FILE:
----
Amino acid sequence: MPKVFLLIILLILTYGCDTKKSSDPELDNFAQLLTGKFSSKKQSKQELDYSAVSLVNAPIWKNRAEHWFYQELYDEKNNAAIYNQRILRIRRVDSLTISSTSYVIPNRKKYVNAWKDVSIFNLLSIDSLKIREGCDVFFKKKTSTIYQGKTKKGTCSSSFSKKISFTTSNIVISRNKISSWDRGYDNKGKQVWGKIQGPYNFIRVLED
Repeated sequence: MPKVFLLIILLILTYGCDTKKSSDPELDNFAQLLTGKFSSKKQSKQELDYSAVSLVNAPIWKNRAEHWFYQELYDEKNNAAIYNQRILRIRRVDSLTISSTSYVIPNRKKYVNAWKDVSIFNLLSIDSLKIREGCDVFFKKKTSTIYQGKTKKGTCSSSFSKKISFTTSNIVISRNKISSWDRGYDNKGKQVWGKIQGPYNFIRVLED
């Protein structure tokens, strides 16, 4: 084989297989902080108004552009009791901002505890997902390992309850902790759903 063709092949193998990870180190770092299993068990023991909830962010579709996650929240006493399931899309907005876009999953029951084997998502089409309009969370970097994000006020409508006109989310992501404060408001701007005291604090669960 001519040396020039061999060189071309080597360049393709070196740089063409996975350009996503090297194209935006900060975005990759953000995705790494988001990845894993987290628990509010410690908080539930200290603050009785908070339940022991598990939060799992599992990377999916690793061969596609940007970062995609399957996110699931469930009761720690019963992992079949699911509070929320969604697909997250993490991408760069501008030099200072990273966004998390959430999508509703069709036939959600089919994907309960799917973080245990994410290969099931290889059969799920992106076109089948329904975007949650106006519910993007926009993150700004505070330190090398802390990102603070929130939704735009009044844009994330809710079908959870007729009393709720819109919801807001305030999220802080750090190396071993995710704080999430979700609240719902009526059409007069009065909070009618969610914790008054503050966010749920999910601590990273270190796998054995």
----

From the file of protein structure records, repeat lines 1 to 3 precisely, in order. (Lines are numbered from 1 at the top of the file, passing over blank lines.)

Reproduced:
Amino acid sequence: MPKVFLLIILLILTYGCDTKKSSDPELDNFAQLLTGKFSSKKQSKQELDYSAVSLVNAPIWKNRAEHWFYQELYDEKNNAAIYNQRILRIRRVDSLTISSTSYVIPNRKKYVNAWKDVSIFNLLSIDSLKIREGCDVFFKKKTSTIYQGKTKKGTCSSSFSKKISFTTSNIVISRNKISSWDRGYDNKGKQVWGKIQGPYNFIRVLED
Repeated sequence: MPKVFLLIILLILTYGCDTKKSSDPELDNFAQLLTGKFSSKKQSKQELDYSAVSLVNAPIWKNRAEHWFYQELYDEKNNAAIYNQRILRIRRVDSLTISSTSYVIPNRKKYVNAWKDVSIFNLLSIDSLKIREGCDVFFKKKTSTIYQGKTKKGTCSSSFSKKISFTTSNIVISRNKISSWDRGYDNKGKQVWGKIQGPYNFIRVLED
């Protein structure tokens, strides 16, 4: 084989297989902080108004552009009791901002505890997902390992309850902790759903 063709092949193998990870180190770092299993068990023991909830962010579709996650929240006493399931899309907005876009999953029951084997998502089409309009969370970097994000006020409508006109989310992501404060408001701007005291604090669960 001519040396020039061999060189071309080597360049393709070196740089063409996975350009996503090297194209935006900060975005990759953000995705790494988001990845894993987290628990509010410690908080539930200290603050009785908070339940022991598990939060799992599992990377999916690793061969596609940007970062995609399957996110699931469930009761720690019963992992079949699911509070929320969604697909997250993490991408760069501008030099200072990273966004998390959430999508509703069709036939959600089919994907309960799917973080245990994410290969099931290889059969799920992106076109089948329904975007949650106006519910993007926009993150700004505070330190090398802390990102603070929130939704735009009044844009994330809710079908959870007729009393709720819109919801807001305030999220802080750090190396071993995710704080999430979700609240719902009526059409007069009065909070009618969610914790008054503050966010749920999910601590990273270190796998054995």